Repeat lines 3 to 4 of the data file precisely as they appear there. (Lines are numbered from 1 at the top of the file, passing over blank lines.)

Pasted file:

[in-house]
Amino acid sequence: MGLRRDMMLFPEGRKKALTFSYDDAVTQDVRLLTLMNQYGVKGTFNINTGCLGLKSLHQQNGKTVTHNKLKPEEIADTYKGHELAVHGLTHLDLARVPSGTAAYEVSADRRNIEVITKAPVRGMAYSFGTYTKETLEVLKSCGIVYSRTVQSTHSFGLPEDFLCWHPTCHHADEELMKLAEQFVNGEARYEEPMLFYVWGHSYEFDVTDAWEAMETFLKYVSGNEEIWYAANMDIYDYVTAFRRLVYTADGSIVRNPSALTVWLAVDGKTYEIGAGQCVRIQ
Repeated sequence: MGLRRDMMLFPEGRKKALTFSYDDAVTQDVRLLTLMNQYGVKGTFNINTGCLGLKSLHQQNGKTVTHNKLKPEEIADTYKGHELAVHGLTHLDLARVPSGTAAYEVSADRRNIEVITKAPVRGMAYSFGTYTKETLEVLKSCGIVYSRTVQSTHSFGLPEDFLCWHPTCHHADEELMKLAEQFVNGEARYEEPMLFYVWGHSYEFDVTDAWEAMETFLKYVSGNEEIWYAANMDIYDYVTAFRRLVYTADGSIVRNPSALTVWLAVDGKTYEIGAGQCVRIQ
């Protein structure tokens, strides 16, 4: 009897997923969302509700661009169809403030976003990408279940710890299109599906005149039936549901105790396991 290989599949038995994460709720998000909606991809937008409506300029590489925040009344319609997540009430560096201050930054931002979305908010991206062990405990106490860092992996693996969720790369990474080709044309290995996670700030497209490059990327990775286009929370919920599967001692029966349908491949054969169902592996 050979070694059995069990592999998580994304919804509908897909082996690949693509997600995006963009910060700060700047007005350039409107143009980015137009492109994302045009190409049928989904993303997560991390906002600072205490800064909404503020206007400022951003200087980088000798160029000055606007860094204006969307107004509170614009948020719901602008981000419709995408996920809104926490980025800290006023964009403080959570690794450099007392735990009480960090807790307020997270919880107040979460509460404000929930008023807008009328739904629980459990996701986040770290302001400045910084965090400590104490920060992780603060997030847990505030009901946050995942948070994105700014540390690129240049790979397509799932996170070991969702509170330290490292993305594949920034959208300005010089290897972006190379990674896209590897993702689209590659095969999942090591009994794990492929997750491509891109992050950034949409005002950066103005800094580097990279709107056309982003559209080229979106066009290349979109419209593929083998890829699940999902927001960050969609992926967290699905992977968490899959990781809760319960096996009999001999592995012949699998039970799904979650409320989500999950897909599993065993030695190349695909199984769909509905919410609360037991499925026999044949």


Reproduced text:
Repeated sequence: MGLRRDMMLFPEGRKKALTFSYDDAVTQDVRLLTLMNQYGVKGTFNINTGCLGLKSLHQQNGKTVTHNKLKPEEIADTYKGHELAVHGLTHLDLARVPSGTAAYEVSADRRNIEVITKAPVRGMAYSFGTYTKETLEVLKSCGIVYSRTVQSTHSFGLPEDFLCWHPTCHHADEELMKLAEQFVNGEARYEEPMLFYVWGHSYEFDVTDAWEAMETFLKYVSGNEEIWYAANMDIYDYVTAFRRLVYTADGSIVRNPSALTVWLAVDGKTYEIGAGQCVRIQ
């Protein structure tokens, strides 16, 4: 009897997923969302509700661009169809403030976003990408279940710890299109599906005149039936549901105790396991 290989599949038995994460709720998000909606991809937008409506300029590489925040009344319609997540009430560096201050930054931002979305908010991206062990405990106490860092992996693996969720790369990474080709044309290995996670700030497209490059990327990775286009929370919920599967001692029966349908491949054969169902592996 050979070694059995069990592999998580994304919804509908897909082996690949693509997600995006963009910060700060700047007005350039409107143009980015137009492109994302045009190409049928989904993303997560991390906002600072205490800064909404503020206007400022951003200087980088000798160029000055606007860094204006969307107004509170614009948020719901602008981000419709995408996920809104926490980025800290006023964009403080959570690794450099007392735990009480960090807790307020997270919880107040979460509460404000929930008023807008009328739904629980459990996701986040770290302001400045910084965090400590104490920060992780603060997030847990505030009901946050995942948070994105700014540390690129240049790979397509799932996170070991969702509170330290490292993305594949920034959208300005010089290897972006190379990674896209590897993702689209590659095969999942090591009994794990492929997750491509891109992050950034949409005002950066103005800094580097990279709107056309982003559209080229979106066009290349979109419209593929083998890829699940999902927001960050969609992926967290699905992977968490899959990781809760319960096996009999001999592995012949699998039970799904979650409320989500999950897909599993065993030695190349695909199984769909509905919410609360037991499925026999044949």